Wait, but what if you need the 6-th color?
It’s easy: the Color Palette option from The Core gives you the possibility to choose the 6th color for certain elements. As you may have noticed, in some elements, like buttons, Elizaveta used the 6th color, white, as the hover color:
What if you change the photo?
You may opt for keeping the same primary colors but play with the shades and tints. Alternatively, you can completely change your photo and adjust the palette according to their elements. Alternatively, you can always choose and overlay color to soften the colors of your image and match it with the scheme.
With The Core’s Color Palette is quick and simple. Just remember: always keep in mind the 60-30-10 rule. Choose a balanced background and you have plenty variations to play with.
Besides all the above checkpoints, when selecting the best color scheme, you should follow these best practices:
1. Your text content to be easy to read – choose contrasting colors. The contrast between text and background is crucial for a great UX;
2. Use fewer colors. Your website is not a scribble. The best option is to use one color for headlines and another (complementary) color for the text;
3. Use enough colors. Fewer colors, but enough, too. Using not enough colors may make your site seem boring. If you need to highlight some elements, use shades, tones or tints;
4. Use intense colors for eye-catching designs. But don’t overdo: too many vivid colors may confuse or irritate;
5. Remember: Web colors look different than printed. And you can play with them without any limits;
6. Seek inspiration from nature. If you have an inspirational block, just look at these stunning color palettes created by Design Seeds:
Breathtaking views and colors, right? Just keep in mind one thought: Keep on trying! Great designs often have behind many attempts and sketches.
If you feel like you’re a trend follower, you may want to consider the color palette trends for 2016:
- Monochromatic: monochromatic schemes, often blues, reds or black/gray – with a small touch of an accent color. While monochromes create a calming, relaxing effect, the accent color grabs the customer’s attention;
- Pastels: Associated with “flat” design. These palettes have 4-5 primary colors, but with different tints. The pastels make primary color combinations more smooth and delicate;
- Bright: In opposition to the pastels trend, bright colors are used for vivid designs. Usually, there a few primary colors with a lot of white or gray space between them, to neutralize their brightness
Need more inspiration? Check the following resources of the best website color palette collections:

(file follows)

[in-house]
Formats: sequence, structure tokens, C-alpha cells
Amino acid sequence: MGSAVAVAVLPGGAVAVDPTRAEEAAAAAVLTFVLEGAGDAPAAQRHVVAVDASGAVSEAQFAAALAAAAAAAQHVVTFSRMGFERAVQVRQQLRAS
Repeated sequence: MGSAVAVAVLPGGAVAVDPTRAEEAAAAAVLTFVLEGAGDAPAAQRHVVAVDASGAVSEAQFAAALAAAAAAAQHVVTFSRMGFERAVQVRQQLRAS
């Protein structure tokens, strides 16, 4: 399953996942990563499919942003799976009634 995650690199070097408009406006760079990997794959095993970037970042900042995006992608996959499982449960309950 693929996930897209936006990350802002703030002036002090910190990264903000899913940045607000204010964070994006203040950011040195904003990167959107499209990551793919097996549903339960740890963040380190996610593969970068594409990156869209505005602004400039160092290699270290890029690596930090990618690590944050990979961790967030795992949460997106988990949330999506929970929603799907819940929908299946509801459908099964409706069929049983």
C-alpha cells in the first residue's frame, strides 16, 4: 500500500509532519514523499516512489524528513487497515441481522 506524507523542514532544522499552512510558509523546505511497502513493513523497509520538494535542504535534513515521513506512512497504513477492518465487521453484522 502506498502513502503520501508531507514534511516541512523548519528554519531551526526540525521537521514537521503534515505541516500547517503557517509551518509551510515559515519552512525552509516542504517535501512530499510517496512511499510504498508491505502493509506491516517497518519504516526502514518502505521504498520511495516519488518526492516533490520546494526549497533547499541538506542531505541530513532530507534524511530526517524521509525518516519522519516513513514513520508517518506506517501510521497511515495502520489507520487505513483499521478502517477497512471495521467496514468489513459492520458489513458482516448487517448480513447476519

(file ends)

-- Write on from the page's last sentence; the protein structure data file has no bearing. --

- 50 Beautiful Color Palettes for Your Next Web Project
- 40 Stunning Website Designs with Great Color Schemes
- Website Color Schemes: The Palettes of 50 Visually Impactful Websites to Inspire You
- 10 Gorgeous Color Palettes to Inspire Your Website Design
- Rude Color
Adding context to the colors you’re using is the key for benefiting from them, and helps designers know which schemes will be incompatible with your brand if nothing else.
Sumarizing all above, to pick the right color scheme for your website, you should consider few things:
- Think about the brand image that is already in place. If there is a logo or a similar marketing material, the safest thing to do is to keep up with the same scheme.
- Consider other colors you think would look nice on the website, but bear in mind that printed samples will not look the same when putting on the screen. Don’t forget the media, call to action buttons, sliders, and other elements that need to be added, and use a similar scheme for them too.
- Finally, take color psychology seriously, because it works.
- Think of your message and how it can be visually conveyed using colors. We recommend you to limit your choice to two colors and to choose only such that can genuinely represent the brand and inspire users to respond in the way you want them to.
- Seek inspiration, mix, and match as many times as you desire, because it’s free and simple. The latest technology gives you the opportunity to learn quickly from your mistakes and test multiple times until you get the perfect look for your website.
The Core’s Color Palette comes handy once you’ve chosen your favorite scheme and you want to adjust your site’s elements more quickly. Just like Elizaveta, don’t be afraid to play with colors: it’s quick, easy and rewarding!